Saturday, February 23, 2008

In Honor of the Academy Awards - Oscar Night for SiCKO

SiCKO has been nominated for Best Documentary Feature in the 80th Annual Academy Awards, show airing February 24, 2008. Rather than discuss the American healthcare system and all of it's deficiencies, I'd like to share a story with you.

In November 2006, I met a kind, respectful, and very intelligent person named Meghan O'Hara. Meghan happens to be producer of SiCKO and had come to my music studio for an on-camera interview.


This is Meghan, her film crew, and me.

Francisco Latorre, production sound

Peter Nelson, camera

Meghan O'Hara, producer

Lisa Emrich, at the piano

Christine Fall, field producer
(not present)

How in the world did I meet Meghan and her film crew you ask?

Well, after being diagnosed with multiple sclerosis, I encountered some difficulty in receiving and paying for the medical treatment I required - and this while being 'fully' insured. I had been put through the ringer by several programs which propose to help uninsured and under-insured patients pay for and obtain their medications or which focus on multiple sclerosis.

By the summer 2006, I had approached and/or applied to programs offered by (or previously offered by) the following organizations:

  • Shared Solutions (refers patients to NORD)
  • National Organization for Rare Disorders
  • National Multiple Sclerosis Society (no money for meds)
  • Multiple Sclerosis Society of America (no money for meds)
  • Multiple Sclerosis Foundation (no money for meds)
  • Patient Advocate Foundation
  • Patient Access Network Foundation
  • PAF Co-Pay Relief Program (no longer has MS fund)
  • Patient Services Incorporated (no longer has MS fund)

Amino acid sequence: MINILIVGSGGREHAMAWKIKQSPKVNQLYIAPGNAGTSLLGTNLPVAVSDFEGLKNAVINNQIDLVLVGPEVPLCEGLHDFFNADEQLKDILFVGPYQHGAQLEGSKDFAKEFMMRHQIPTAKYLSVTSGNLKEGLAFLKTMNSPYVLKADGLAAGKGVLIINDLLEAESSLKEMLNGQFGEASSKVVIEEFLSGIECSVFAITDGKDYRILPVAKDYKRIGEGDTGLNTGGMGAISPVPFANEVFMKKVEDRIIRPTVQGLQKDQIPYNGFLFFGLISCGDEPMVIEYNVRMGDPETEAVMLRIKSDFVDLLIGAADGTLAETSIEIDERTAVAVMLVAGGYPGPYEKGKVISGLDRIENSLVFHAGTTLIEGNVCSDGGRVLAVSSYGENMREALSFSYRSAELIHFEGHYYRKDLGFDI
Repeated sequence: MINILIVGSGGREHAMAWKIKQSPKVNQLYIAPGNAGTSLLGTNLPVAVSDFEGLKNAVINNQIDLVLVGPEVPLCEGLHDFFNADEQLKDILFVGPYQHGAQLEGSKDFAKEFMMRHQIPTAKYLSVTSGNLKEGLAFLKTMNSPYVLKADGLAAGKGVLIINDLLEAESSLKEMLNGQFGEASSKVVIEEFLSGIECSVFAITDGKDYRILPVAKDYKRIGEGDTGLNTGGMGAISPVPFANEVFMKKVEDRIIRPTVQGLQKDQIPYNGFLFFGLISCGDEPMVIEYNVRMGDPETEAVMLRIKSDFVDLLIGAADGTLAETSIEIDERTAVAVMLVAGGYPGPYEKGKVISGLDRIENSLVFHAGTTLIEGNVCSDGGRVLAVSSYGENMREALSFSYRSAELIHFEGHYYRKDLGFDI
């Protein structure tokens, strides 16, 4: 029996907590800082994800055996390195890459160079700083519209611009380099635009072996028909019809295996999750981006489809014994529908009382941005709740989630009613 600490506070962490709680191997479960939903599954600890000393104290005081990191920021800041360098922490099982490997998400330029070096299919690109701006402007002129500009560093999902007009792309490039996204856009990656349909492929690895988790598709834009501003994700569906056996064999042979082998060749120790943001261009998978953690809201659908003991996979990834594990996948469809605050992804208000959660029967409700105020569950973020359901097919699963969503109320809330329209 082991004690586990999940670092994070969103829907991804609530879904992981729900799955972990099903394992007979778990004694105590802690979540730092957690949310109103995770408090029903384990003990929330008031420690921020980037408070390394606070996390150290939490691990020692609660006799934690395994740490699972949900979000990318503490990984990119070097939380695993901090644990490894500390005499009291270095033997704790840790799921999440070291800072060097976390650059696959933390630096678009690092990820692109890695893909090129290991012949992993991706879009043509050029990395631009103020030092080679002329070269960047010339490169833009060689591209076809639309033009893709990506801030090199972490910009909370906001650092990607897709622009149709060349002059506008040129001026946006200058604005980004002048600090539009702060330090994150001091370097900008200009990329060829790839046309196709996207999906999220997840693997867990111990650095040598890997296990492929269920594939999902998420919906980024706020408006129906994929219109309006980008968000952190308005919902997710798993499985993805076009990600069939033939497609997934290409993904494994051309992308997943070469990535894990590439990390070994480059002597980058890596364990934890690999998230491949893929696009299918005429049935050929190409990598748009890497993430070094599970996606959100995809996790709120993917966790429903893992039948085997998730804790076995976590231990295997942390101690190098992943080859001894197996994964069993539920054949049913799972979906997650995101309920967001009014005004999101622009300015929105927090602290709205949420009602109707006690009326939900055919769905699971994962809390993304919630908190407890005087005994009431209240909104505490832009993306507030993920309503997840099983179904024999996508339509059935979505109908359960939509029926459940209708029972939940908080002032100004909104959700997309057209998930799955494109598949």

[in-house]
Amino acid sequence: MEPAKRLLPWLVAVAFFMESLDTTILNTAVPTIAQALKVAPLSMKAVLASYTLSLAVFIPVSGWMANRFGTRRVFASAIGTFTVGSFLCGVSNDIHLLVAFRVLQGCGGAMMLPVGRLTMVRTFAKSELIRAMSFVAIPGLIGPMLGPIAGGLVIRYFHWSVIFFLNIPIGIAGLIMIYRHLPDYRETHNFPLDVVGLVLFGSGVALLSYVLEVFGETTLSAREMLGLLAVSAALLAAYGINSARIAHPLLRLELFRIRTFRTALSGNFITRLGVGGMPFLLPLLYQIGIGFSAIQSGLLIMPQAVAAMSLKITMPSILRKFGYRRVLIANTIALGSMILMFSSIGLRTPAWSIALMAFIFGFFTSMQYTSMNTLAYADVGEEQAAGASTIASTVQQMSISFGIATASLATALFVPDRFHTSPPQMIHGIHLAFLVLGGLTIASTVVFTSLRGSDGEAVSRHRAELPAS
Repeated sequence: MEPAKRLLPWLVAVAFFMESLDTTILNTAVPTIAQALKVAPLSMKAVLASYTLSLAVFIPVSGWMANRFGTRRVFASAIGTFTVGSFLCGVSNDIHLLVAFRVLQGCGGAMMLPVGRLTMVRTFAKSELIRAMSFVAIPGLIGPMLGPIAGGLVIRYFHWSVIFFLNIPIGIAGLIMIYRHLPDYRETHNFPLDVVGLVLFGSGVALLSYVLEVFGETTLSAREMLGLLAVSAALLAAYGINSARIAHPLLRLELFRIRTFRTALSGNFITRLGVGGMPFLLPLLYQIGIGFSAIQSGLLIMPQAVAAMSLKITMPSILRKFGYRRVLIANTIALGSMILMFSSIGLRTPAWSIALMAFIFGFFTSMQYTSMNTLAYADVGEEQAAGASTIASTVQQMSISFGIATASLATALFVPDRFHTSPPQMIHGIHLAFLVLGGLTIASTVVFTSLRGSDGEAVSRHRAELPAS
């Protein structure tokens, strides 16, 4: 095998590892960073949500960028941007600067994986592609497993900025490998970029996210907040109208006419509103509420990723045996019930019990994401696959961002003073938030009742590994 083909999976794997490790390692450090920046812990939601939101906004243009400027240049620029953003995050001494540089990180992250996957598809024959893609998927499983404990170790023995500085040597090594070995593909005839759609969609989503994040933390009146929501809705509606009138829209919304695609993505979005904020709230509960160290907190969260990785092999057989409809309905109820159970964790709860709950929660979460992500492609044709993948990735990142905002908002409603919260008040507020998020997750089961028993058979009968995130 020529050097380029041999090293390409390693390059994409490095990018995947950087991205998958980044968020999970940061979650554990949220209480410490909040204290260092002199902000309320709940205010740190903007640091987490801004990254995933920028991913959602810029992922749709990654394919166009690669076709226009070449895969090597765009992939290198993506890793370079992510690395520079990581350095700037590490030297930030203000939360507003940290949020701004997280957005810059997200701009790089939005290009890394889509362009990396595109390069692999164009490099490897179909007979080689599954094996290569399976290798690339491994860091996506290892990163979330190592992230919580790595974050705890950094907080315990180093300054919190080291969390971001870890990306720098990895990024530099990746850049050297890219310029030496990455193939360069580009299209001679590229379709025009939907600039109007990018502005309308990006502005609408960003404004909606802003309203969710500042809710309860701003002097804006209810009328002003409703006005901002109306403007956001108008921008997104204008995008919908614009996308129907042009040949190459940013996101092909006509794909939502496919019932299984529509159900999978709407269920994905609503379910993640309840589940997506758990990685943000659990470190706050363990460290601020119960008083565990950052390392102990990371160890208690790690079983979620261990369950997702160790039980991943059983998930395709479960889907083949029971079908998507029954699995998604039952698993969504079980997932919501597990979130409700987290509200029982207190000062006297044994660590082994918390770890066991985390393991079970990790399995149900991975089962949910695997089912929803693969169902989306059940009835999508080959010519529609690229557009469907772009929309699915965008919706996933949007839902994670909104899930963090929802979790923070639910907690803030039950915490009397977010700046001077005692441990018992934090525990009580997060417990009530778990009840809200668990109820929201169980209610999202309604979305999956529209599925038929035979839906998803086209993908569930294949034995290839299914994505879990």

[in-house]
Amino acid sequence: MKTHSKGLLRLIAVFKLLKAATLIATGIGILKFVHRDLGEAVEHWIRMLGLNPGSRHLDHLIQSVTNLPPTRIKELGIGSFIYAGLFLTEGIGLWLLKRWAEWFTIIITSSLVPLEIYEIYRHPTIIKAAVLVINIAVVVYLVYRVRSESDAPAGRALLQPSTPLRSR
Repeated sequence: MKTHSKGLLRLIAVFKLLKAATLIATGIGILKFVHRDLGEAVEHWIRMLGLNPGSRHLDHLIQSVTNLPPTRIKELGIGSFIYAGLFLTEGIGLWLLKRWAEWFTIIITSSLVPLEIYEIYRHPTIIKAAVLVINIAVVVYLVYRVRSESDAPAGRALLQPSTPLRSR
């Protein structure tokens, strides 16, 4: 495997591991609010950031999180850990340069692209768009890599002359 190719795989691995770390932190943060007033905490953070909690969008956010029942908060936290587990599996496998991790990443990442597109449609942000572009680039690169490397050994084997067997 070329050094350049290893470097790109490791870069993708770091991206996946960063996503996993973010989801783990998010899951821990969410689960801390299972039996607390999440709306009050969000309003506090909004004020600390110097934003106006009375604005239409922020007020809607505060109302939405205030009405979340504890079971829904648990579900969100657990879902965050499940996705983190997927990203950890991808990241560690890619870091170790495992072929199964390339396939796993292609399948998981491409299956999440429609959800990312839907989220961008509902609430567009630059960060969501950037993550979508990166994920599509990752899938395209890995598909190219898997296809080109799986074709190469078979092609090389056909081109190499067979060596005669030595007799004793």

And since that time, I have also had interactions with the following:

  • Cephalon - Provigil Assistance Program
  • National Organization for Rare Disorders
  • Partnership for Prescription Assistance
  • HealthWell Foundation
  • Chronic Disease Fund
  • Pfizer Connection to Care
  • Rx Outreach
So it was due to struggling with 'the system' and being 'rejected and denied appeals' to obtain the necessary assistance that a friend of mine passed on an email she had received from an organization she is a member of in the mental health field. The email was an appeal for real life stories for a documentary which Michael Moore was filming on the American healthcare system.

His production company was looking for 3 real people who fit certain criteria to feature in his movie SiCKO. My real-life situation fit the requirements - and I thought to myself "why not" - so I spent an hour or so that afternoon and composed a lengthy email detailing my situation, my struggles, and the numerous insufficient outcomes. I pressed the send button although I had never seen a Michael Moore film before.